She will not do data entry, she will manage data entry
This is an important lesson: if you’re going to spend upwards of six figures on a controller, then you will need to understand that this is not a bookkeeper or accounts payable staff person. You will need to make sure that this person has those people on her staff. She is not replacing them. You are adding to your overhead by hiring her.
A controller’s job is not to do data entry. Her job is to supervise it and make sure it’s done fast, accurately and securely. She’s an enormous fan of technology and looks for new applications, services and tools to keep her department (and others) running productively and with minimal resources. She gets reports. She analyzes. She directs. She manages. She advises. She takes action. But she is not sitting in her office all day keying in data, other than the occasional update of a spreadsheet or email.
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Finally, she will be a pain in the neck
When I was hired as a controller, the CEO of the company told me that if he received a call every week from a supplier complaining about me, then I was doing a good job. Maybe that’s a little overboard, but you get the point. A controller should be a pain in the neck to your suppliers — professionally, of course.
She should also be a bit of a pain in the neck to your other managers, too — professionally as well, of course. Most importantly, she should be a pain in the neck to you, without any regard of professionalism whatsoever because you’re a big person, have a thick skin and know that she’s looking out for the best interests of your company.
To that end, she should be the type of person who’s not afraid to lecture you if she doesn’t agree with how you’re spending the company’s money. You want her opinion. You want her to be your watchdog. You may not always listen to her. But you’ll appreciate her point of view.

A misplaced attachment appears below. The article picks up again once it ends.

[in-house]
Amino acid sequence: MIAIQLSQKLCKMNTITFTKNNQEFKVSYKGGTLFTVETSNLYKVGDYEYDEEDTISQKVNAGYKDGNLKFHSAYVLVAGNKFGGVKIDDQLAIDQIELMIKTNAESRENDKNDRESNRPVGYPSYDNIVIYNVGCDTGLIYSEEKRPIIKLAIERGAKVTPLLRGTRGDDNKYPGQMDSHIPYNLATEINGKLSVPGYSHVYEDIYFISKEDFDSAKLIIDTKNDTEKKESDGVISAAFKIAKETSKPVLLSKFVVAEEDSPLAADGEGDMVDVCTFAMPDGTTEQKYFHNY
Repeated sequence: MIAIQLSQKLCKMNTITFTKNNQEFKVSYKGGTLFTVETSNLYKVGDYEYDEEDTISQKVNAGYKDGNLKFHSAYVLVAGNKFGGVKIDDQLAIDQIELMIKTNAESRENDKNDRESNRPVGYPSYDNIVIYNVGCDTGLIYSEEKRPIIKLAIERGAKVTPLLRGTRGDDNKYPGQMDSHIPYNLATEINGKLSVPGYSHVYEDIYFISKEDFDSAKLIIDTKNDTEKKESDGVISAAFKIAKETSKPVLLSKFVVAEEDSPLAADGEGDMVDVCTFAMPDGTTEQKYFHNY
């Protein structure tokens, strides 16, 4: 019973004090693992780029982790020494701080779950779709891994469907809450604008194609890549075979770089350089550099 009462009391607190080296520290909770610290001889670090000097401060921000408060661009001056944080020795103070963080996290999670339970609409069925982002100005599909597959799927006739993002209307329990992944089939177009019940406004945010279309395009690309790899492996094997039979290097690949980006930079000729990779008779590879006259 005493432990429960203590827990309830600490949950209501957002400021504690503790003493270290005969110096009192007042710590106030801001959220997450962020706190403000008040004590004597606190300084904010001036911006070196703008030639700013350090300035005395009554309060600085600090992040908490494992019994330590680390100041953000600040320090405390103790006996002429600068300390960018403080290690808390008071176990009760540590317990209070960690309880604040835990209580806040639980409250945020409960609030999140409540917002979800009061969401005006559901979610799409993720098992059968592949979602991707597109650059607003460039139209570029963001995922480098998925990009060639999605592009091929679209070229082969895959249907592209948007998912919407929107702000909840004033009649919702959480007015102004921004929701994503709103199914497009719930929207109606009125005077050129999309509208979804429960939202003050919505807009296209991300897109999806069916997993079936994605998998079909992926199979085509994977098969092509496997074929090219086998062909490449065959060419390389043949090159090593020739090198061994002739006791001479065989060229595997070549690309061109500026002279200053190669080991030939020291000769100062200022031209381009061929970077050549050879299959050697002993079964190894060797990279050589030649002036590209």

There’s no golden rule for when you hire a controller. You’ll know it. You’ll know that your company’s reached the size where a bookkeeper and a once-a-year tax accountant are no longer going to cut it. You’ll know that you don’t need another bean counter. You need a financial partner who’s sitting in an office near you and looking after your company’s money. Your money. When you find that right person, you’ll happily pay her.
Gene Marks is a columnist, author, and small business owner. http://genemarks.com. Gene writes every day on business, politics and public policy for the Washington Post and weekly for Forbes, Inc. Magazine, Entrepreneur and the Huffington Post. Marks has written 5 books on business management, specifically geared towards small and medium-sized companies. His most recent is “The Manufacturer’s Book of Lists.” Nationally, Marks appears on Fox News, MSNBC and CNBC discussing matters affecting the business community. Through his keynotes and breakout sessions, Marks helps business owners, executives and managers understand the political, economic and technological trends that will affect their companies so they can make profitable decisions. Marks owns and operates the Marks Group PC, a highly successful 10-person firm that provides technology and consulting services to small and medium-sized businesses. Prior to starting the Marks Group PC, Marks, a Certified Public Accountant, spent nine years in the entrepreneurial services arm of the international consulting firm KPMG in Philadelphia, where he was a senior manager.
Gene Marks via Entrepreneur, Jan. 19, 2016
Columnist Gene Marks. (Provided by the Marks Group)
Free coffee might keep your top employees from jumping ship, according to Gene Marks of the Marks Group in a 2016 Entrepreneur column. (efetova/iStock)